The justices ruled that Peeler must instead be sentenced to life in prison without the possibility of parole, because his earlier sentence “must be vacated as unconstitutional in light of” last year’s decision. Three justices wrote concurring opinions, while two authored dissents, one of which said the ruling last year “inflicted [damage] on the rule of law” that “must be repaired.”
Gov. Dannel P. Malloy (D), who signed the 2012 law abolishing the death penalty, reiterated his opposition to capital punishment on Thursday and focused on how the new ruling will keep the death-row inmates from ever seeking parole.
“Today’s decision reaffirms what the court has already said: those currently serving on death row will serve the rest of their life in prison with no possibility of ever obtaining freedom,” he said in a statement. He added: “Our focus today should not be on those currently sitting on death row, but with their victims and those surviving family members. My thoughts and prayers are with them on this difficult day.”
According to the state Department of Corrections, Connecticut has 11 inmates on death row. Kevin T. Kane, the chief state’s attorney, said his office would “move forward to re-sentence” the remaining death row inmates so that they are all given sentences of life imprisonment without parole.
“I appreciate having been granted the opportunity to present the state’s position on all of the issues the present court raised about Connecticut’s death penalty,” Kane said in a statement. “The court has now spoken and, as always, we respect its decision.”
The only state in New England that still has capital punishment on the books is New Hampshire, where legislators recently came within one vote of abolishing it. Since 2007, seven states have formally abandoned the death penalty. However, they have not agreed on what to do with the people on death row once this takes effect. In some cases, such as New Jersey and Illinois, death sentences were commuted to life sentences without parole. This is what Nebraska’s bill abolishing the death penalty also would do; while lawmakers there voted to get rid of capital punishment last year, that law remains on hold until voters decide in November.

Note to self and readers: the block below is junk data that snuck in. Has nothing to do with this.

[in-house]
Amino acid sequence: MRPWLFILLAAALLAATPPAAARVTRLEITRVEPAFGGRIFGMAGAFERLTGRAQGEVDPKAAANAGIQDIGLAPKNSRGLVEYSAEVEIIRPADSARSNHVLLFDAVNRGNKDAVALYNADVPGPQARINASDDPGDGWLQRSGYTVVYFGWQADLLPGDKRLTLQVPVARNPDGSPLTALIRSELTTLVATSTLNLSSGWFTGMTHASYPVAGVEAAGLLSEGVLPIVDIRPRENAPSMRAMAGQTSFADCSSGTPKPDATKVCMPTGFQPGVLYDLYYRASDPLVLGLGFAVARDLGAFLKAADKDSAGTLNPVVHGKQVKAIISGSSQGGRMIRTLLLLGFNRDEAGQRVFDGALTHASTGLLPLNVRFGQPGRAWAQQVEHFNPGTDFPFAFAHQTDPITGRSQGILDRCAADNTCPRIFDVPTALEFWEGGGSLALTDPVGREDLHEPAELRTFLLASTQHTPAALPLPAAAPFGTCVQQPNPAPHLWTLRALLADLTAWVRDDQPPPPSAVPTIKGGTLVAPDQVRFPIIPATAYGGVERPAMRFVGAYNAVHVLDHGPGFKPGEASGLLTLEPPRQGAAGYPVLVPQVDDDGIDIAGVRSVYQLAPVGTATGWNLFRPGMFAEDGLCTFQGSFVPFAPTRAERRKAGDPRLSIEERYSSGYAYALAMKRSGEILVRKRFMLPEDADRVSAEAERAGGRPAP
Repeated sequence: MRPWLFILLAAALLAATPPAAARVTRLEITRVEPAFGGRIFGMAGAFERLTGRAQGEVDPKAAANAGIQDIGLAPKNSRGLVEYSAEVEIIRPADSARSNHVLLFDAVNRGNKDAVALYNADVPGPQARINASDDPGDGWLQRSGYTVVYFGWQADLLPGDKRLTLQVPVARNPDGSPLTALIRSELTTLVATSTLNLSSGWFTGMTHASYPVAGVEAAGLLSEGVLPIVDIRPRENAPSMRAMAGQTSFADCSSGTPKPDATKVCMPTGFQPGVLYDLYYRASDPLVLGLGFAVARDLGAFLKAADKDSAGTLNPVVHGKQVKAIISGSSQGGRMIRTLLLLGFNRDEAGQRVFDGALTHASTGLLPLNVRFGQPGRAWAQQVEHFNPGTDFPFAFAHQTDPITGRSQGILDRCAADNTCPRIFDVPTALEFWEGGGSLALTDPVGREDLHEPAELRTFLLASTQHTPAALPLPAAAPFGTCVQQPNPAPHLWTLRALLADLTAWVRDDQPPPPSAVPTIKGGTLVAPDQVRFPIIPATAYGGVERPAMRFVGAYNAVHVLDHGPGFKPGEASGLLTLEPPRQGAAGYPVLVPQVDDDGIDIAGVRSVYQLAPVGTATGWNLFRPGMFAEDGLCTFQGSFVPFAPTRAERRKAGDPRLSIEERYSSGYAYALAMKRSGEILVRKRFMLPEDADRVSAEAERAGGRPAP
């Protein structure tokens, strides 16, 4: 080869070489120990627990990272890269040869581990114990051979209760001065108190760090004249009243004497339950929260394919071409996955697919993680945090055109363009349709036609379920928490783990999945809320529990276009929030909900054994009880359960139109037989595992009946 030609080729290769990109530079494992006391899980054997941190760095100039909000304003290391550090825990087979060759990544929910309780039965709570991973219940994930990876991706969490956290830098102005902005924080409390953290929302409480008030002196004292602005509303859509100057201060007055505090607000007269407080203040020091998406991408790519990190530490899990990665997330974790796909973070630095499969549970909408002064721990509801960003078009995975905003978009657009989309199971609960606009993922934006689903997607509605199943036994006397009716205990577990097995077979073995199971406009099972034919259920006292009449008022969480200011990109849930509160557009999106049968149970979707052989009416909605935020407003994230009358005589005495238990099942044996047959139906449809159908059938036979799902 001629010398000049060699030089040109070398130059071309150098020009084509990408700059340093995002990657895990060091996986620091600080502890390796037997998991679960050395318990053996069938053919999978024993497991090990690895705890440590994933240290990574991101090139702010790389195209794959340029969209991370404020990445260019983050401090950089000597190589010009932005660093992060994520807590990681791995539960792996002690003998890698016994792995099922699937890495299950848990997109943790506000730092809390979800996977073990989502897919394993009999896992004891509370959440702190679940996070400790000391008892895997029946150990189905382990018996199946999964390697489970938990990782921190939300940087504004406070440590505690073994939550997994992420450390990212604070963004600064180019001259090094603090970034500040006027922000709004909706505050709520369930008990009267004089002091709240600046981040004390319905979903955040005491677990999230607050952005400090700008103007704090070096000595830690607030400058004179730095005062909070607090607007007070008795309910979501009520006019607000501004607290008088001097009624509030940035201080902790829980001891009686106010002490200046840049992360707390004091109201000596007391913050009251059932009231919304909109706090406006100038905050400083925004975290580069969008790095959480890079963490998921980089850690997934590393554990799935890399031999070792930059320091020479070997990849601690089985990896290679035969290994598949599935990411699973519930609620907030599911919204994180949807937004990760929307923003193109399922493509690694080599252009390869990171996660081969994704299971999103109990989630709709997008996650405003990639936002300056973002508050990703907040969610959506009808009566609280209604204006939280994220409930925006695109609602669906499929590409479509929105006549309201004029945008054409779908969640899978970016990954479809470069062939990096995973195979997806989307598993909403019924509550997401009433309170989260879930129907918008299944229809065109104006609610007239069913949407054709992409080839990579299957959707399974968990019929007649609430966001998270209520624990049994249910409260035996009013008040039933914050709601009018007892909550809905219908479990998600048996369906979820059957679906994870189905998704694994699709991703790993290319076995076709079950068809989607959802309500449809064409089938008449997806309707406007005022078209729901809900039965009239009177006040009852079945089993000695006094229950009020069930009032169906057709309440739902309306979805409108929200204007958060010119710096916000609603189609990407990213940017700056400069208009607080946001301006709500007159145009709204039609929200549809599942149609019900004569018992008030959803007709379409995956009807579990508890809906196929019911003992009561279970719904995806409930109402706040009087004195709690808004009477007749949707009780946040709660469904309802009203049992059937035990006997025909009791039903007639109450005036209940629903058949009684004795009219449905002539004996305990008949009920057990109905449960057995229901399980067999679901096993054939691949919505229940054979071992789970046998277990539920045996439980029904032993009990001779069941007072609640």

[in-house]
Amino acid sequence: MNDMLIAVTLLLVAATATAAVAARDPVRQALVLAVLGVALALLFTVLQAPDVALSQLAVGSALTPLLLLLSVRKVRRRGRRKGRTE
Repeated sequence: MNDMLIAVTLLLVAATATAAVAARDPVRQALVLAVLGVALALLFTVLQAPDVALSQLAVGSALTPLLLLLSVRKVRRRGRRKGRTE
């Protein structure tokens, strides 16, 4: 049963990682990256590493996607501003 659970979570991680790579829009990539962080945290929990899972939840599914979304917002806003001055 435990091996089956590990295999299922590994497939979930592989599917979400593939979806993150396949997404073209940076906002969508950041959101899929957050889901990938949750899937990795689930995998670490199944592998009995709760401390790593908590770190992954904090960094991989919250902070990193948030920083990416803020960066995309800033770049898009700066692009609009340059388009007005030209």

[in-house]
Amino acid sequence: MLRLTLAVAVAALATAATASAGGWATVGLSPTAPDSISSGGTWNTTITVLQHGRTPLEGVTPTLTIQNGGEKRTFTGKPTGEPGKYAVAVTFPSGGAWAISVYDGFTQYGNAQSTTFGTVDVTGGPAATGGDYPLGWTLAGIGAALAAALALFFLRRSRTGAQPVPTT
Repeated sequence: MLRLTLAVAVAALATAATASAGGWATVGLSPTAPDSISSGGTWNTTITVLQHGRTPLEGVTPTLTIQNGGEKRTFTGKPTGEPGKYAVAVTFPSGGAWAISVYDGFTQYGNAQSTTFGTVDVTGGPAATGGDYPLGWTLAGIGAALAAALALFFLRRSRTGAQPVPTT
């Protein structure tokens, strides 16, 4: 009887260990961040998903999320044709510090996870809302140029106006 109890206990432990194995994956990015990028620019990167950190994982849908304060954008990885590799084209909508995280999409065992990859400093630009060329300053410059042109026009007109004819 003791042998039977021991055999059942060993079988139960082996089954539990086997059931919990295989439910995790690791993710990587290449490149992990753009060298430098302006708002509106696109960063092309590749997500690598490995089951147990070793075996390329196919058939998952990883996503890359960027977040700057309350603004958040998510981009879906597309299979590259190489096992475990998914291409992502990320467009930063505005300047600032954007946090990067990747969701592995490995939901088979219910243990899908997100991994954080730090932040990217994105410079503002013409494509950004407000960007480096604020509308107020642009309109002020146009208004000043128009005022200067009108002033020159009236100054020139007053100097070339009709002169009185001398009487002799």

In other cases, though, inmates have remained on death row and the effect on their sentences has been uncertain after their states abandoned the death penalty. Like Connecticut, Maryland — the last of the states to formally outlaw the death penalty— abolished the practice while exempting those already on death row. Before he left office, former governor Martin O’Malley (D) commuted the sentences of the remaining inmates to life terms.
Connecticut has executed only one inmate since the U.S. Supreme Court reinstated the death penalty in 1976. The state considered abolishing the death penalty in 2009, but Malloy’s predecessor, M. Jodi Rell, vetoed a bill that year that would have eliminated the practice.
Her decision came as the state was reeling after a horrifying home invasion there two years earlier. Two men broke into a family’s home before sexually assaulting a woman, Jennifer Hawke-Petit, and her 11-year-old daughter, Michaela. The two men also beat the girl’s father, William, before killing Jennifer, Michaela and the couple’s 17-year-old daughter, Hayley. Both men accused in the case — Joshua Komisarjevsky and Steven Hayes — were convicted, found guilty and sentenced to death. This crime was cited as the reason lawmakers compromised in 2012, getting rid of the death penalty while keeping it in place for people, like those two men, who had committed crimes beforehand.
[NHCADP Comment:] Relevance for NH: In no state where the death penalty has been abolished has any death row inmate subsequently been executed. This fact has been cited in the NH Senate to push back against our repeal efforts, making it a referendum on Michael Addison (NH’s sole death row inmate), even though any such law is always prospective and not retrospective. That said, we’re happy that no one is being executed, but our legislative efforts are never aimed at one person. We want to ban the death penalty for all, now and in the future.